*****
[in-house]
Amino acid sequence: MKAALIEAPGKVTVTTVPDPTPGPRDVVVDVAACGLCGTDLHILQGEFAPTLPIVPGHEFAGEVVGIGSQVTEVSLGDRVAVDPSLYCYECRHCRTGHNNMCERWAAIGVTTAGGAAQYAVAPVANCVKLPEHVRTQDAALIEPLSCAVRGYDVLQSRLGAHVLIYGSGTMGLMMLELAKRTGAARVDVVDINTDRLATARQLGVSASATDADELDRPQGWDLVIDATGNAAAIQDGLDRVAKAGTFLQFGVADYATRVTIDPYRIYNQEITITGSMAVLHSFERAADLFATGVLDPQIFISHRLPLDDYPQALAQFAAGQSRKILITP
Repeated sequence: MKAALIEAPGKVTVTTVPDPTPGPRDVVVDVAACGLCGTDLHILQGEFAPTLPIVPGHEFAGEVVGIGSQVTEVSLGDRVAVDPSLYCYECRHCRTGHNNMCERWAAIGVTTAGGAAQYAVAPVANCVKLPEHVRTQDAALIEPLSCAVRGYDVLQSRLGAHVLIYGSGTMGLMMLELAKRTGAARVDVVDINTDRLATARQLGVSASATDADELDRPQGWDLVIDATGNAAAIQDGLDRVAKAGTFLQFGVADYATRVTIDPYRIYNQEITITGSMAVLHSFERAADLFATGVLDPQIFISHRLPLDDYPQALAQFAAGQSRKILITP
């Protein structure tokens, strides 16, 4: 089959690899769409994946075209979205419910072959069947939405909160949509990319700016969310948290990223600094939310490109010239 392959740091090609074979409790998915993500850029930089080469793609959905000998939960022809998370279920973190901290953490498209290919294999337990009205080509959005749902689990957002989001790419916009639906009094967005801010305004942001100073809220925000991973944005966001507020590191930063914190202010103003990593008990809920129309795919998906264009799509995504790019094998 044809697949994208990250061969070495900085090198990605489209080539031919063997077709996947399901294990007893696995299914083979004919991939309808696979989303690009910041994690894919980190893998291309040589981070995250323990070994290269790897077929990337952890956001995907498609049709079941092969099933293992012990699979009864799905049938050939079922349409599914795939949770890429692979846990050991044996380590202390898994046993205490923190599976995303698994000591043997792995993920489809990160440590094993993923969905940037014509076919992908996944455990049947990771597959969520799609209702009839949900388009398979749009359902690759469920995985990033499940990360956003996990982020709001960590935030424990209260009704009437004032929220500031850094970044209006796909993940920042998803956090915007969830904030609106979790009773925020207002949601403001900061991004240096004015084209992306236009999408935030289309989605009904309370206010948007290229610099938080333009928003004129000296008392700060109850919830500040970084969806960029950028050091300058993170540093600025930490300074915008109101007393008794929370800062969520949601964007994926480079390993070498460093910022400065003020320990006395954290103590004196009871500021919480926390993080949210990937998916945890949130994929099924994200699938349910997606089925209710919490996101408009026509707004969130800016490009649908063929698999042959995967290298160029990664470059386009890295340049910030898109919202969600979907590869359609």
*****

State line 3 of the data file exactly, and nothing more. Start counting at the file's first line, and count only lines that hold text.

Repeated sequence: MKAALIEAPGKVTVTTVPDPTPGPRDVVVDVAACGLCGTDLHILQGEFAPTLPIVPGHEFAGEVVGIGSQVTEVSLGDRVAVDPSLYCYECRHCRTGHNNMCERWAAIGVTTAGGAAQYAVAPVANCVKLPEHVRTQDAALIEPLSCAVRGYDVLQSRLGAHVLIYGSGTMGLMMLELAKRTGAARVDVVDINTDRLATARQLGVSASATDADELDRPQGWDLVIDATGNAAAIQDGLDRVAKAGTFLQFGVADYATRVTIDPYRIYNQEITITGSMAVLHSFERAADLFATGVLDPQIFISHRLPLDDYPQALAQFAAGQSRKILITP